Finding One’s Limits

Zenit reported earlier this week on Pope Benedict’s address at the Pontifical Academy of Sciences.

Science, however, while giving generously, gives only what it is meant to give. (Humankind)  cannot place in science and technology so radical and unconditional a trust as to believe that scientific and technological progress can explain everything and completely fulfill all … existential and spiritual needs.

Science cannot replace philosophy and revelation by giving an exhaustive answer to (the) most radical questions: questions about the meaning of living and dying, about ultimate values, and about the nature of progress itself.

Sometimes I wonder if the problem isn’t so much the advancement of science, but the lagging abilities of philosophers and perhaps theologians in addressing these root questions. Scientists have embraced various modern media, and many of them are television and publishing personalities. I was watching Ball of Fire with my wife last night, deepply amused at the film’s portrayal of college professors. I wonder if most theologians aren’t the professors of the 21st century, hidebound to old ways of expressing inquiry into these “ultimate” values. Maybe they need some verve–and I don’t mean plying co-eds with alcohol and/or seducing them.

More people like the pope would do, because I wonder if the current state of affairs is less due to scientists overstepping their bounds than it is to theologians who shrink from theirs.

About catholicsensibility

Todd lives in Minnesota, serving a Catholic parish as a lay minister.
This entry was posted in Church News, Commentary. Bookmark the permalink.

1 Response to Finding One’s Limits

  1. notapundit says:

    Pope Benedict makes an excellent point in the article:

    The Pope further observed: “The scientific method itself, in its gathering of data and in the processing and use of those data in projections, has inherent limitations that necessarily restrict scientific predictability to specific contexts and approaches.

    The Big Bang Theory is such an example of the inherent limitations of the scientific method and context. Astronomers and cosmologists of the early 20th century were able to determine that the universe is expanding. Well if it is expanding, it must have a starting point. Where and when did that starting point begin? Wow, now astrophysicists, astronomers, and cosmologists where on the verge of answering the age old questions, where did the universe come from? what is the origin of our universe? where did we come from?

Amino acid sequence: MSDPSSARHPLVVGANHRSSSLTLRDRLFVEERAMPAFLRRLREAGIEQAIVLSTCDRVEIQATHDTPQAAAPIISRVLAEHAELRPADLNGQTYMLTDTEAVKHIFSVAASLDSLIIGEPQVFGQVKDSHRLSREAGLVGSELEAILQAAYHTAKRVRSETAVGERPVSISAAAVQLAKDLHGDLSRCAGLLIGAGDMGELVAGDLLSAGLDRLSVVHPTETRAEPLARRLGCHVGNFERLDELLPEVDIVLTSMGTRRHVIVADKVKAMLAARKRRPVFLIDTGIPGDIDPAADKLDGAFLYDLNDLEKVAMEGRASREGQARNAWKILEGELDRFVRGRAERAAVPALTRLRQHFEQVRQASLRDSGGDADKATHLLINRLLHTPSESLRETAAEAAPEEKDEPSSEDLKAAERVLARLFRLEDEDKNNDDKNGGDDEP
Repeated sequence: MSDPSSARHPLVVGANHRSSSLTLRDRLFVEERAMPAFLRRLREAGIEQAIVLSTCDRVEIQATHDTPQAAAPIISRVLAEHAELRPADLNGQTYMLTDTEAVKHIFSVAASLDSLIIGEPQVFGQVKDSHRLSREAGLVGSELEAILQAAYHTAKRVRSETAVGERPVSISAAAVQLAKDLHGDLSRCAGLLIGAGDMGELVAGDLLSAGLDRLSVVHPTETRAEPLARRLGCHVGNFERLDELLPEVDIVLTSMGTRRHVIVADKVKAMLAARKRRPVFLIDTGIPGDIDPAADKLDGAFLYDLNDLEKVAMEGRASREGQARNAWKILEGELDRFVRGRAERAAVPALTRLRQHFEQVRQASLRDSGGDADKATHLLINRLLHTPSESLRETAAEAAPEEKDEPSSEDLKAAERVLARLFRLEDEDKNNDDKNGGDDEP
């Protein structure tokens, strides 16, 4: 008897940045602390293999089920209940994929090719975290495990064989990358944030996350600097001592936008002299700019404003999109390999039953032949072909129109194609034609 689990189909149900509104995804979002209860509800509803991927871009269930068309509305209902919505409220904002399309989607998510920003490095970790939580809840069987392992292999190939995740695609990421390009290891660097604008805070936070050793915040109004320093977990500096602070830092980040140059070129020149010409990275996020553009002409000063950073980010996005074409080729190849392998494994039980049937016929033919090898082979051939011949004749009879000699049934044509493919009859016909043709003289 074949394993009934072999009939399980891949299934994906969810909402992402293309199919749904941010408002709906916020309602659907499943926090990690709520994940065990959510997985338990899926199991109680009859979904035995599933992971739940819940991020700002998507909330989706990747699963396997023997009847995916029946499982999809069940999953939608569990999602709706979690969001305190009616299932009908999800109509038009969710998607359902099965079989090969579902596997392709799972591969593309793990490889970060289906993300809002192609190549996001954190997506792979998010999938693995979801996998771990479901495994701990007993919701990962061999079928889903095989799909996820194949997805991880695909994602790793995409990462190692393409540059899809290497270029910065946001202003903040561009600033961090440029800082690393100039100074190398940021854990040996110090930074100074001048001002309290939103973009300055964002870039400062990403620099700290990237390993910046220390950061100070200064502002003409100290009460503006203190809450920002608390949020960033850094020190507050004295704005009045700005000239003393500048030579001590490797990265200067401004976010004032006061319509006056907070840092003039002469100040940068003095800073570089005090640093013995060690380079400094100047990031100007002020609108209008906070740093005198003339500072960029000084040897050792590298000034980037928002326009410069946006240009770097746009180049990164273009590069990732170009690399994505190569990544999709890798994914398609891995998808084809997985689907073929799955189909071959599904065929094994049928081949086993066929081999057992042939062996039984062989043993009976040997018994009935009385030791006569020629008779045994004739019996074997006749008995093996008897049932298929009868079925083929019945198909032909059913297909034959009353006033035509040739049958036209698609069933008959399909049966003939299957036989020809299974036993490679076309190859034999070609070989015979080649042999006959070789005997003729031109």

It seemed that men like Hubbell were on the verge of placing science and technology on a plateau above philosophy and theology. As they scaled this plateau to come to teach us all about the origin of our universe, they developed scientific methods, theories, formulas and technologies to test their theories. They believed they were on the verge of explaining fully the origin of the universe, the origin of our existence, the meaning of life. As they worked hard to climb that plateau and nearing the top they came to provide evidence for viability of the Big Bang Theory, that the universe was created at a single point in time, from a cosmic explosion of either a dense point of matter, or a point of no matter. Having reached the plateau, they found waiting at the top of the plateau a theologian ready to explain to them where the single point came from. What irony. The theologian explained the universe was created by God. The creator of the universe is God. Why?

    Because science hit its limit as Pope Benedict properly points out. Within the framework of its theory and scientific method it could prove its Big Bang Theory but it cannot explain the origin of the universe. Science may explain how it happened, but it cannot explain who made it happen. This is the realm of metaphysics and theology.

Leave a Reply

Fill in your details below or click an icon to log in: Logo

You are commenting using your account. Log Out /  Change )

Twitter picture

You are commenting using your Twitter account. Log Out /  Change )

Facebook photo

You are commenting using your Facebook account. Log Out /  Change )

Connecting to %s